Since the ‘50s, the supermarket has proven itself to be as American as apple pie or a slow roasted Thanksgiving turkey with all the fixings, but I am sure you have noticed that the supermarket aisle and dinner tables across America have added a little more sabor (flavor) for consumers to choose from.
The evidence of Latin cuisine’s influence goes well beyond the traditional “ethnic aisle” in supermarkets, and it is visible across all categories and departments. Latino foods and the ingredients needed to prepare them can be found across multiple grocery and freezer aisles to bring the flavorful experience home for mealtime.
More homes across America are now having tacos on Tuesdays for dinner. According to NationalTacoDay.com, Americans ate 4.5 billion tacos in a 12-month period. As of last year, the American appetite for tacos is up by 12.8 percent and proudly earning the hashtag, Taco Tuesday.
The U.S. craze for tacos, and Latin food in general, goes beyond seasoning or whether you simply prefer hard shells or soft shells, flour or corn tortillas.
The 2020 U.S. Census concluded that the Hispanic/Latino population is 19 percent of the total U.S. population, which means 62.1 million people and an increase of 23 percent since the 2010 census. The Hispanic population is a lot younger, with a median age of 30. CPG brands are turning their focus to the Hispanic community and solidifying their presence therein, beyond the month-long cultural celebration.
In 2020, during the height of the pandemic as more meals and entertainment were consumed at home, Frito-Lay’s Cheetos launched a partnership with Puerto Rican music star Bad Bunny, presenting the collaboration at the American Music Awards and sponsoring four new Latin music categories. PepsiCo has publicly stated that 50 percent of Cheetos’ sales are due to Hispanic consumers.
Constellation Brands, a leading marketer for beer imports Corona Extra and Modelo Especial, continues its commitment to celebrate the annual Dia de Los Muertos (Day of The Dead) Mexican holiday in eight key U.S. markets.
It is an unmistakable reality that we live and operate in a multicultural, multiracial and multi-influential America. New York, Chicago and Washington, D.C. are now majority minority markets and the independent store owners are 100 percent multicultural entrepreneurs who know their consumers reflect the American future.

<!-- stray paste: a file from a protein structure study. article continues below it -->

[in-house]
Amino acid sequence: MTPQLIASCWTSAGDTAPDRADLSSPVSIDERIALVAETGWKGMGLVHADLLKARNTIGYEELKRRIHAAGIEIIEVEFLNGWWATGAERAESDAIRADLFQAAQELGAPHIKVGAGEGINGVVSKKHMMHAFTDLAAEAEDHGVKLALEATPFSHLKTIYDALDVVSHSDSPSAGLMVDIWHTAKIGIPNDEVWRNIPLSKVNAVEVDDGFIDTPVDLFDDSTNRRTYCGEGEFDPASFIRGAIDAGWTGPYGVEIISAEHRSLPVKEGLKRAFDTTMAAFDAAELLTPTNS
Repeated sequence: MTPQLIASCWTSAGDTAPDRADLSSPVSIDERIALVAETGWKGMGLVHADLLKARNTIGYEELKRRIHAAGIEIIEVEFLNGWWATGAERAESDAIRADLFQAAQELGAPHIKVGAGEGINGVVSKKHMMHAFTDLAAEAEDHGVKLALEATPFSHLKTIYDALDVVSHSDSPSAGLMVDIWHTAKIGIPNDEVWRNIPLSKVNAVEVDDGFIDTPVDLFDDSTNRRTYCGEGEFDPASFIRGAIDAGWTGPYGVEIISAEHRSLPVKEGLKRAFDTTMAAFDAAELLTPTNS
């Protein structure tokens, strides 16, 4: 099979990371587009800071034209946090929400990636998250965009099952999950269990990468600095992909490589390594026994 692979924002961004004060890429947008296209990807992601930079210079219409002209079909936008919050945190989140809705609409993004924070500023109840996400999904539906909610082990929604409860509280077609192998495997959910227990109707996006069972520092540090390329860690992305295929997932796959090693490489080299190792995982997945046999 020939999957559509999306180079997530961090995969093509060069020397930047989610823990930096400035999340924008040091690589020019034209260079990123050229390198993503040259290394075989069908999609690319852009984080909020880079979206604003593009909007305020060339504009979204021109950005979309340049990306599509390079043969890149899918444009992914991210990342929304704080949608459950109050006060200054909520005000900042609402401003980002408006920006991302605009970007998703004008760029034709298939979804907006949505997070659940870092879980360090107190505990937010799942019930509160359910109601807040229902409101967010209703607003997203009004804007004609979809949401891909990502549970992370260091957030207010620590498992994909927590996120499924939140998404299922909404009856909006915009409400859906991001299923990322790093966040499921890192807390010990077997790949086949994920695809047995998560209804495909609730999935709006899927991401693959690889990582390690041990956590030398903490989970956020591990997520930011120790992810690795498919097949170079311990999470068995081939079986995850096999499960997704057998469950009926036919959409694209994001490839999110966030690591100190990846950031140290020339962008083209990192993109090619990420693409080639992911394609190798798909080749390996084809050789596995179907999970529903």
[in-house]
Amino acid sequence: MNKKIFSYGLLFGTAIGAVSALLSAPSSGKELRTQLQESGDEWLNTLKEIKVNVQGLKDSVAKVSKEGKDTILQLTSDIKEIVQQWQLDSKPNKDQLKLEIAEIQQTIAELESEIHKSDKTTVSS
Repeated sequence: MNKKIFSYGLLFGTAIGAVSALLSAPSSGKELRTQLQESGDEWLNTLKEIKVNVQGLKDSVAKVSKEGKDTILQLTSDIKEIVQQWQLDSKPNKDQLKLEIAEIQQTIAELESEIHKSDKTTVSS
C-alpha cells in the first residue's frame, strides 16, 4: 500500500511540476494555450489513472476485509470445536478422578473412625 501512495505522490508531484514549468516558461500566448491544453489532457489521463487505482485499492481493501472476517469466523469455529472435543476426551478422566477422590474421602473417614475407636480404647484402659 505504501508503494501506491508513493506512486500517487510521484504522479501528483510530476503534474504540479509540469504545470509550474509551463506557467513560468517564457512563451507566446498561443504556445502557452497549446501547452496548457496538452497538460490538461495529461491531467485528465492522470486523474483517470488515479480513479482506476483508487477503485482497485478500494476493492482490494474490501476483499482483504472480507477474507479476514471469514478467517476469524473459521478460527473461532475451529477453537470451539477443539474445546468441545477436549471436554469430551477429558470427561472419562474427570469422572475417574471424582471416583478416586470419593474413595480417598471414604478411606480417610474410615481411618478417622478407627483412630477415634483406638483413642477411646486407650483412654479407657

As a supplier, Associated Supermarket Group (ASG) leads the advocacy challenge to ensure wholesalers and manufacturers have diverse product mixes to serve these communities. Products that used to be available only through direct store delivery or through specialty import vendors now represent about 10 percent of products available in ASG’s total monthly order books, making these items officially mainstream.
According to research, multicultural shoppers enjoy grocery shopping and often shop with friends or family members, so by default store traffic and basket sizes increase. Through the research that ASG has commissioned and inherently known from experience working with diverse supermarkets and consumers, we have learned that many of our shoppers live in multi-generational households and that familial shopping in our stores is a norm. However, not all metro areas are the same.
In the Washington, D.C., Maryland/Virginia metro area, commonly referred to as “the DMV,” Latinos are the region’s largest and most rapidly growing minority group, a 16 percent Hispanic population in the 2020 census, with Salvadorians representing 34 percent of the Latino population in the metro area.
In the Chicagoland area, where the Hispanic population accounts for 29 percent of the total metro area population, the lion share of Latinos in Chicago are from Mexico. In the New York Tri-State region, while Puerto Ricans are still the largest Latino group at 31 percent, two in five Latinos in the metro area are either Dominican, Mexican or Ecuadorian.
So, as the American palate demands more vibrant flavors and fresh and delicious ingredients to make the new mainstream foods as traditional and authentic as possible, retailers must have suppliers behind them that understand the merchandising needs of the specific consumers they serve.
A consumers’ country of origin will drive requests for imported products and specialties, like a particular type of sour cream for Central Americans, regional ingredients for a specific type of mole from Mexico, or pork shoulder cut for an amazing slow roasted and marinated pernil in a Puerto Rican or Dominican household.
For more information about Associated Supermarket Group, visit asghq.com.
For more news on ASG from The Shelby Report, click here.